Key to the success of any endeavour is critical thinking
Open a dictionary and search for the word ‘critical’ – the first definition offered will be something on the lines of ‘containing or making severe negative judgements’. And the doer of such a deed, the critic, is defined in equally negative terms; and not least of whom is our inner critic, that voice which has a right go at us when we prioritise our enjoyment over our chores. Not looking good so far is it? In medicine, we know the phrase ‘critically ill’ is not good, it means there is a danger of dying, right? In science, we understand the phrase ‘critical mass’ to mean that a tipping point with dramatic consequences is in play. And for business projects we use ‘critical paths’, to determine what must happen and in what order. Again, it feels like the cuffs are on.
So, why does critical thinking have such a bad rap?
I believe it centres on how we are programmed around the word ‘judgement’. We don’t like it. It can feel like a challenge to our very being and our need for validation. However, judgement is nothing more than a shorthand term for ‘the capacity to make a decision’, something we all do many times a day. Judgement means that there is an(other) opinion available, a different perspective, an invitation to investigate, to explore, to test assumptions and overall to be better informed.
I think of ‘critical’ as the ability to discern, to be perceptive, to notice the difference that makes the difference. Natalie Turner puts it beautifully as ‘being able to stand outside of our own judgement’. And when I think of the critic, I conjure up a subject matter expert, an authority, a detective even. Our own inner critic is constantly assessing, appraising, analysing, and elucidating on our behalf. Now that sounds a lot friendlier already.
In Neuro Linguistic Programming (NLP), we teach many interventions where we invite delegates to think more critically, to stop taking things at face value and to embrace information from different perspectives which ultimately leads to more and better choices.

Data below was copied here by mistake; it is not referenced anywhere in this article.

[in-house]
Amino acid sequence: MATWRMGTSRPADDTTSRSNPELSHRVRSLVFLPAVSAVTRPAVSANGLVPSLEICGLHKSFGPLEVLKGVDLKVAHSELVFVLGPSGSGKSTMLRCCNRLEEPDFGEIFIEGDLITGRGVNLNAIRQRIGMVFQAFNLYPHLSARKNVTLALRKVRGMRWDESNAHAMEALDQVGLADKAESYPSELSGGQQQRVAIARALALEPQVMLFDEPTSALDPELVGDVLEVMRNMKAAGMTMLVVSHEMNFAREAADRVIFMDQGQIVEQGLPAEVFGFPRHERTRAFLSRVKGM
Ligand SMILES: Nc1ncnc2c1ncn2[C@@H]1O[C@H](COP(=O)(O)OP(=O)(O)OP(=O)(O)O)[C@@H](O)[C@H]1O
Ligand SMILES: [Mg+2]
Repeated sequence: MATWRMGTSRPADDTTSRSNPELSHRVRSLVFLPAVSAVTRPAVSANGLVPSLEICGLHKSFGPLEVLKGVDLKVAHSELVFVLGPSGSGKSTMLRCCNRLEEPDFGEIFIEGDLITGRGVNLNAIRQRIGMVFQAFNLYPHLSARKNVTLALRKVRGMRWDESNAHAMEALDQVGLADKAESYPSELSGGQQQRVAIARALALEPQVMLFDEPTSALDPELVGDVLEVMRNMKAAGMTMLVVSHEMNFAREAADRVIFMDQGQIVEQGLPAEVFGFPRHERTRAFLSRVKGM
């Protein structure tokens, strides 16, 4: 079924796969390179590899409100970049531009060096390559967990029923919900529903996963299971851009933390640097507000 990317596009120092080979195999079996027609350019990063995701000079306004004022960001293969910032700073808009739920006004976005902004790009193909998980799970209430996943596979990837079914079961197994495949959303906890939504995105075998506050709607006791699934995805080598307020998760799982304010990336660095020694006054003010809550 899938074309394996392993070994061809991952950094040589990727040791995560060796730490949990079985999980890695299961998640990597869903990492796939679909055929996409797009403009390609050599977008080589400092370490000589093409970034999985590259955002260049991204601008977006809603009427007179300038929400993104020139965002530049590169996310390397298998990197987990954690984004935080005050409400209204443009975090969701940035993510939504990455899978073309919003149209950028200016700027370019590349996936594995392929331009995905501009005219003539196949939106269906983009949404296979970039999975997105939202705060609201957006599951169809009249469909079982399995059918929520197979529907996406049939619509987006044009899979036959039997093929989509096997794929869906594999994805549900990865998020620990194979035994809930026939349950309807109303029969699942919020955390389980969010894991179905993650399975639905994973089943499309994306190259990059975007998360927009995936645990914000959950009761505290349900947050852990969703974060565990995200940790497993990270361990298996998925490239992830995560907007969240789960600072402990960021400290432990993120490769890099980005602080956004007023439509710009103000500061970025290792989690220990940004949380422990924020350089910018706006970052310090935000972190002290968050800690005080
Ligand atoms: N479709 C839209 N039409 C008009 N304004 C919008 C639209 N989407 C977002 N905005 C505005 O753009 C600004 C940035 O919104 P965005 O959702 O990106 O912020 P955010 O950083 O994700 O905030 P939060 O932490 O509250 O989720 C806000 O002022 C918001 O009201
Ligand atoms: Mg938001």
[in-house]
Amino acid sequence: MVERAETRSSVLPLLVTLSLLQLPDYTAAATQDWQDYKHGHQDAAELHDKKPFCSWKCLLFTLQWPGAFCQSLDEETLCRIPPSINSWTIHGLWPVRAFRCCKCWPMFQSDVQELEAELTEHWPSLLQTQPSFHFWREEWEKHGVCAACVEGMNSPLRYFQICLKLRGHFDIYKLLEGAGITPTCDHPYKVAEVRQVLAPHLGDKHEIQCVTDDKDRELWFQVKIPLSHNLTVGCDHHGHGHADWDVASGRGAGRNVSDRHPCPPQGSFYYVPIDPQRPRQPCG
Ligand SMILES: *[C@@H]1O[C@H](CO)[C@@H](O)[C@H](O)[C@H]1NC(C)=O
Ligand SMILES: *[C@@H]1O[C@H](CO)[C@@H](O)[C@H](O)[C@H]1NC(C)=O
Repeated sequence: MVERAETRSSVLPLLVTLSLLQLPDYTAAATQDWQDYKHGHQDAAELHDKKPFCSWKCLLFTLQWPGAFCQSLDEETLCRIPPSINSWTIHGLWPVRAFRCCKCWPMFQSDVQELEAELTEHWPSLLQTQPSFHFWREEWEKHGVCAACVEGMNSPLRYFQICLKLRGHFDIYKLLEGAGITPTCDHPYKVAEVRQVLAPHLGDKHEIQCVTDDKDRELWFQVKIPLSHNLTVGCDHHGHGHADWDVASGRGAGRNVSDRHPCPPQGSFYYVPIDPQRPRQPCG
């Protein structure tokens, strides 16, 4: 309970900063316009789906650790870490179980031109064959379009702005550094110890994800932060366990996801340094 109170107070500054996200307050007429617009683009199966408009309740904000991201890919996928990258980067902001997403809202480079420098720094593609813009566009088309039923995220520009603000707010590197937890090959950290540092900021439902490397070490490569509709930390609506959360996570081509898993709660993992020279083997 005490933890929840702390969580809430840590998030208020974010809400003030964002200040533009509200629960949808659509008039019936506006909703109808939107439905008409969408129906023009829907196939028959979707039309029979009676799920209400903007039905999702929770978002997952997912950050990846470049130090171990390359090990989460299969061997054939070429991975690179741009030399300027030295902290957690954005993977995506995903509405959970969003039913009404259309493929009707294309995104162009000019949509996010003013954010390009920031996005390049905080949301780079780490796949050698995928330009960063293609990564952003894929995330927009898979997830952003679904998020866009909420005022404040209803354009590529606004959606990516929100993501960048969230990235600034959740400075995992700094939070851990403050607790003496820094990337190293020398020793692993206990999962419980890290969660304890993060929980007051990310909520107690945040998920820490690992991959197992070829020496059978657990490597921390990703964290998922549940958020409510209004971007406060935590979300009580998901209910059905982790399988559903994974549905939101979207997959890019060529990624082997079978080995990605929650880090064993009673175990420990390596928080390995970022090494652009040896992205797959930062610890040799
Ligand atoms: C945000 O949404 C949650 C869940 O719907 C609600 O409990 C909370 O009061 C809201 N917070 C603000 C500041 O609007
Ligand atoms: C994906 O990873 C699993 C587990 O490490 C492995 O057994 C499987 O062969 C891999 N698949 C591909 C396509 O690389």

When talking about the Six ‘I’s® of Innovation I recognise patterns of behaviour in companies where they have a great idea and immediately put it into action, only to find out later that had they spent more time investigating it critically, they might not be ironing out as many glitches after the fact..
I often cite the example of Lady Gaga and her famous meat dress. Lady Gaga is very purpose driven when it comes to human rights. The dress was driven by her purpose of standing against the US Governments restrictions placed on the rights of gay soldiers; she identified the 2010 MTV Video Music Awards as her protest hub and the meat dress was chosen as the most useful creative piece designed to draw maximum attention to the purpose. She said, ‘If we don’t stand up for what we believe in, if we don’t fight for our rights, pretty soon we’re going to have as much rights as the meat on our bones.’
What does this have to do with a mindset of critical thinking?
Well. Once the ideation phase was over, she needed to figure out a way that it would work in real life. How much, what type and which cuts of meat would work best for different parts of the garment? How would it hang when she was walking, sitting, standing? Where and how would the final version for the big night be stored? All this would have been designed, prototyped, and validated because her purpose was clear. Putting the idea straight into action, so an outfit malfunction was not an option. You could say that the steaks were high (sorry, couldn’t resist!). That’s what it has to do with the mindset of critical thinking.
Indeed, it is when the stakes are high that we need to give our plans the best possible chance of success. Judgement free critical thinking from multiple perspectives makes sure that whatever it is will pass muster. And that’s good, right?
I can’t speak for Lady Gaga’s team, but still, like I said, critical to the success of any endeavour is the critic’s critique.